Immortals of Aveum should be applauded for trying something unique and exciting. It’s not every day that a studio attempts to aesthetically reinvent the first-person shooter genre with its debut game, and it’s clear the folks at Ascendant Studios tried their damndest to make the “Call of Duty but with magic” concept work. But for all its overwhelming visual splendor and adherence to modern conventions like skill trees and stat-boosting equipment, Immortals of Aveum is just as soulless as the military shooters from which it takes inspiration. It’s a paint-by-numbers buffet of contemporary tropes, and even when regarded against the full scope of creative and moral bankruptcy in the AAA space, it somehow still manages to fade into the scenery.
Like most great works, Elden Ring is magnificently flawed, equal parts beautiful and ostentatious. In this age of cookie-cutter, paint-by-numbers, triple-A development, what more can you ask for than something wholly confident in its bullshit? Now, if you’ll excuse me, I’m only about one-third of the way through the game and would love to see at least one of its multiple endings sometime this year.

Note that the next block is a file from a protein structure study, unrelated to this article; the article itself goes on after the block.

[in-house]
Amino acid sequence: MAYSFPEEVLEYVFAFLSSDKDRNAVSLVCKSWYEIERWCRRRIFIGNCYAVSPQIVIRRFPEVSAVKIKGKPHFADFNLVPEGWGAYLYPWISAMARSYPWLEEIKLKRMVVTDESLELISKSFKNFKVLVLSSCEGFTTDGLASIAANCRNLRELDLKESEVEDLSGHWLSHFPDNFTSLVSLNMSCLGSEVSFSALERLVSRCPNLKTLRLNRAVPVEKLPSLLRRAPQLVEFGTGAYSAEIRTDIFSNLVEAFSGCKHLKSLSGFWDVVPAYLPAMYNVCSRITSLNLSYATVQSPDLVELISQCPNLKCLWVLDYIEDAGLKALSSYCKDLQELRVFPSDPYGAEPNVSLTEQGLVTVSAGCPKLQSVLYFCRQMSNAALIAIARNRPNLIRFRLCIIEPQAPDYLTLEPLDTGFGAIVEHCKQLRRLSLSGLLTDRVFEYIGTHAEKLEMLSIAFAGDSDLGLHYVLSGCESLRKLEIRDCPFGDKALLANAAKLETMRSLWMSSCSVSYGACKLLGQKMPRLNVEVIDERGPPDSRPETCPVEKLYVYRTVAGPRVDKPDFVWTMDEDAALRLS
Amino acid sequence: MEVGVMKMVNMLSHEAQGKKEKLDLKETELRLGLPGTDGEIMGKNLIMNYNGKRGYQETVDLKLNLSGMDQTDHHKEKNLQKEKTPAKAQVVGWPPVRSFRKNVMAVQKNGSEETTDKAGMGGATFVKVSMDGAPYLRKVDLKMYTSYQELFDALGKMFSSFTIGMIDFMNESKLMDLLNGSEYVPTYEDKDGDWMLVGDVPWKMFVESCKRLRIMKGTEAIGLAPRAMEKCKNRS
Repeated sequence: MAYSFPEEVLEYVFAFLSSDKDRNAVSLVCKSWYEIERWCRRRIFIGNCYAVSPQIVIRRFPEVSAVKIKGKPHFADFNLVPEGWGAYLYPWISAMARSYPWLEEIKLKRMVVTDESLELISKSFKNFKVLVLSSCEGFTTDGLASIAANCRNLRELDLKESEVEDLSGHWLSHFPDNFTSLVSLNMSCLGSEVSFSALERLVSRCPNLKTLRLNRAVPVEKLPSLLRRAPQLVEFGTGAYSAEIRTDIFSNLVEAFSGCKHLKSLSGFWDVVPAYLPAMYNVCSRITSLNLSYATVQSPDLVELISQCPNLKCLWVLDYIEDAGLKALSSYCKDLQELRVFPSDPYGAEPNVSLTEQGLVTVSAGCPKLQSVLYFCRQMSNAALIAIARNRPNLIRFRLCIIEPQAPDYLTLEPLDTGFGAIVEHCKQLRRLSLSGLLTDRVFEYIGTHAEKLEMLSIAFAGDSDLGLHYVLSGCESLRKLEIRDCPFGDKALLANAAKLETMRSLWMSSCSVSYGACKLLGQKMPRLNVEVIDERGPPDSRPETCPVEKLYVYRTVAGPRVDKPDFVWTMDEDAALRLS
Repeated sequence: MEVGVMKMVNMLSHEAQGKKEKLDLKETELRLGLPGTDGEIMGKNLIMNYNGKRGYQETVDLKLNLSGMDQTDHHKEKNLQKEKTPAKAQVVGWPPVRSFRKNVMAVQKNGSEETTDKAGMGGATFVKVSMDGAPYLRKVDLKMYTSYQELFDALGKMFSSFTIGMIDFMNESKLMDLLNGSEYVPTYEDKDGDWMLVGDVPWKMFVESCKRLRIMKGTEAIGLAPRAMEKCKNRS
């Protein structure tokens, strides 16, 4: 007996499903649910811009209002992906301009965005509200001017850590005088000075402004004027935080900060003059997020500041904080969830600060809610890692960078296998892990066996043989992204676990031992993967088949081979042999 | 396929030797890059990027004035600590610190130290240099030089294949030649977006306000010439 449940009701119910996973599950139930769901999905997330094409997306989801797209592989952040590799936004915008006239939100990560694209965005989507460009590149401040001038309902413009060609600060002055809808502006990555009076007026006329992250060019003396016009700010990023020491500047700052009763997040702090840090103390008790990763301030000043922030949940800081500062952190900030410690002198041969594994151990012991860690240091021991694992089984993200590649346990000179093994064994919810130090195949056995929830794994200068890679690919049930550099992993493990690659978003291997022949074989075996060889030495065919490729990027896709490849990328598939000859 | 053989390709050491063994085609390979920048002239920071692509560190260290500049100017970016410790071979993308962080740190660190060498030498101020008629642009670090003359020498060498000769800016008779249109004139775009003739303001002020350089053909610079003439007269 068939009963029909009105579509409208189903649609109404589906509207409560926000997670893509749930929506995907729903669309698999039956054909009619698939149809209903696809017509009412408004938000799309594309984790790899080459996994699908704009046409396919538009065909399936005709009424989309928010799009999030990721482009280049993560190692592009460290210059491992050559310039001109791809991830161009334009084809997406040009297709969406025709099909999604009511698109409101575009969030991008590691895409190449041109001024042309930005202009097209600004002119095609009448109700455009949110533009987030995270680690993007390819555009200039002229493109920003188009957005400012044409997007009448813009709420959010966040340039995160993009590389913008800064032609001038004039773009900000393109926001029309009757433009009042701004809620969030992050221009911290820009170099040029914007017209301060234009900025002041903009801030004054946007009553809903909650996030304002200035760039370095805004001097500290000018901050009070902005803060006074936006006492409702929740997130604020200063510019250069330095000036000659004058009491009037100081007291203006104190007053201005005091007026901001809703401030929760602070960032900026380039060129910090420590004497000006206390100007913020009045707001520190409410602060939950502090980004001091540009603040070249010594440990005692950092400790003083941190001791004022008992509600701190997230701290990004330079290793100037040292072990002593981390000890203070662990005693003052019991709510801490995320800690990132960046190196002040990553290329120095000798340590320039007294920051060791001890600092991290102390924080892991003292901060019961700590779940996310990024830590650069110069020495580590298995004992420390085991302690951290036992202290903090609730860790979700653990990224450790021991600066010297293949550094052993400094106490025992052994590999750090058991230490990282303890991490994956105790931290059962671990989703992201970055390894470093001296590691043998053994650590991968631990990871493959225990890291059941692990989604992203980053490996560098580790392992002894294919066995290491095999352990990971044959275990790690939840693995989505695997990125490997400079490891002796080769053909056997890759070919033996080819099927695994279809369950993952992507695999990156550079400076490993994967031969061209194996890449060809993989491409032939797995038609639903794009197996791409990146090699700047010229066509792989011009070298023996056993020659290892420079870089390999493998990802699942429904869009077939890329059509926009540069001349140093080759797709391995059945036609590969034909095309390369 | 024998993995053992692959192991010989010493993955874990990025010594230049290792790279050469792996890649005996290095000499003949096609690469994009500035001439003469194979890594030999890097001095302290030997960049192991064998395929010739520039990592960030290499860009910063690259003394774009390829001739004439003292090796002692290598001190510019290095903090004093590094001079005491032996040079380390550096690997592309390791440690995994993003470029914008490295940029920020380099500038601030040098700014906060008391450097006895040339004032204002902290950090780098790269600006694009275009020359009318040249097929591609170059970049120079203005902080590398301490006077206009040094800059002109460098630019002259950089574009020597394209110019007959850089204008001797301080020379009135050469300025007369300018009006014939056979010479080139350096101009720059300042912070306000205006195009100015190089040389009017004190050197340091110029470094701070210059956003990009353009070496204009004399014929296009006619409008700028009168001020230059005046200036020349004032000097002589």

Village may not live up to the potential of its immediate predecessor, but it’s a safe new entry in the series that induces the same entertaining anxiety as my favorite Resident Evil games and provides a few interesting wrinkles for where the franchise might go next.
Super Mario 3D World + Bowser’s Fury is essentially the same game on Switch that some of you may have experienced on Wii U. While there’s no denying that the new hardware can’t keep up with the game’s ambitions at times, this bundle is at its core another fantastic Mario experience.
Demon’s Souls on PlayStation 5 is very much the Demon’s Souls you remember from PlayStation 3. It doesn’t miss a beat, nailing the same melancholy atmosphere and compelling gameplay that would eventually spawn fellow instant-classics like Dark Souls, Bloodborne, and Sekiro. While there were bound to be a few aspects that could have been more faithful to the original, PlayStation 5’s Demon’s Souls remake stands out as an incredibly fun way to revisit the cursed land of Boletaria. It’s creepy. It’s gloomy. You’ll get invaded by laggy assholes near the end of a long level and have to do the whole thing over again. It feels like coming home.
Although I have my qualms with this collection—strange inconsistencies in the Super Mario Sunshine port chief among them—it does what it set out to do: chart Mario’s evolution from a bushwhacking pioneer to the inimitable mascot of 3D platforming.
Even with all its changes, THPS1+2 perfectly captures a moment in time. It’s a damaged Polaroid photo scanned, digitized, and lovingly retouched. It’s gravel picked out of a scraped knee. It’s a night of sleep untouched by nightmares and insomnia. It is, as it always was, just what I need in this moment.